There have been some feathers flying at Catholic Pillow Fight over the appropriateness of certain styles of liturgical music, and specific songs in particular. One specific song that someone in the com box mentioned has always held a very special place in my heart, and I have been thinking about it a lot today, because they were supposed to sing it for the Rite of Welcome at my parish this morning, but more on that in a minute.
I have been pregnant seven times. The first five times I had what could only be termed near death experiences with hyper emesis (which means that I up-chucked all day every day for the first four months of every pregnancy). I spent over two weeks in the hospital during two of my pregnancies trying to keep from getting dehydrated, and find a way to keep some food and water down, so that I could maintain pregnancies.
Two of those first five pregnancies ended in miscarriage, which had nothing to do with the hyper emesis, but still added to my tension around being in the early stages of pregnancy.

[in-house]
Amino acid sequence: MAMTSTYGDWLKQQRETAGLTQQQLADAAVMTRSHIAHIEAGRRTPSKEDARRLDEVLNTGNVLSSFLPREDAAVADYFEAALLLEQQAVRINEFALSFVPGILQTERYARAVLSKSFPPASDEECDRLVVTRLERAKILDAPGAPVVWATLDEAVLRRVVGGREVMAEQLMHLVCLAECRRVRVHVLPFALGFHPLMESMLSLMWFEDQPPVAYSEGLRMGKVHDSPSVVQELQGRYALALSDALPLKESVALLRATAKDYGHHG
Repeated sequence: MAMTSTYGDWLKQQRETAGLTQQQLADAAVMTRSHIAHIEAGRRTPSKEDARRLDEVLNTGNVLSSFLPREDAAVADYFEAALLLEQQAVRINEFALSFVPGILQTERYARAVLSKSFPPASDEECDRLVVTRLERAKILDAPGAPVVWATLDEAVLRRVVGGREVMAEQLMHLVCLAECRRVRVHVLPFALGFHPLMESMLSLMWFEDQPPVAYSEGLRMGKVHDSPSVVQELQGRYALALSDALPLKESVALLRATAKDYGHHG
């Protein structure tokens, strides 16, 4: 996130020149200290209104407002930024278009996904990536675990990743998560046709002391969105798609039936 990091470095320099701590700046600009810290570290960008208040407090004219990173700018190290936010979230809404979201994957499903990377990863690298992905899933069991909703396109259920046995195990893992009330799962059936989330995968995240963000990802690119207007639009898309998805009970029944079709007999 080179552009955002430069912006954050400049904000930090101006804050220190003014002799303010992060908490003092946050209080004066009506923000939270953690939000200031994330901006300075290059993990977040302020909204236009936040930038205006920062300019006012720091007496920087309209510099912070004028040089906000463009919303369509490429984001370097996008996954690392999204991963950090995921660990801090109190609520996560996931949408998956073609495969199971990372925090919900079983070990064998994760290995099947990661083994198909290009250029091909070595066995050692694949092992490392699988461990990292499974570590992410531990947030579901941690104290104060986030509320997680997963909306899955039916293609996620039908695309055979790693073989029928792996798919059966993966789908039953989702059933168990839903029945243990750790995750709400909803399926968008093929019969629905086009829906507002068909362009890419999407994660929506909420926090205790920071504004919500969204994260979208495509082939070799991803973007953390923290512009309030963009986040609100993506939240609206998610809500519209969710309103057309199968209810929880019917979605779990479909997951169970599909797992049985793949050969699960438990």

I was always trying to find ways to get any kind of food to stay down in those early months without being sick. I finally had to give in and take anti nausea drugs, but even getting those down was a struggle. I came up with a solution when I found that if I took them with Country Time Lemonade, for some reason they seemed to stay down. So I would get up every morning and take an anti nausea pill with a glass of Country Time Lemonade and then go back to bed for a half hour, praying to St. Gerard that it would stay down, so that I could get up and live a sort of normal life for the rest of the day.
After the pill began to work, I could eat a little bit, and food tasted wonderful. I began to understand what the Israelites must have felt like in the wilderness when they ate the manna that God sent them. They could taste and see that the Lord was good.
After those experiences, when I would hear that song in Church it always had a special place in my heart because I had been without food, and knew what the psalmist meant.
I suppose that what I am trying to say is that just because you don't like a particular song, doesn't mean that it doesn't have some very deeply spiritual meaning for someone else. Only a real snob would say that her or his type or style of music is the only one that is suitable with which one can praise God.
We are many parts, but we are all one body. We all have gifts to share, if you don't like a particular song, don't sing along.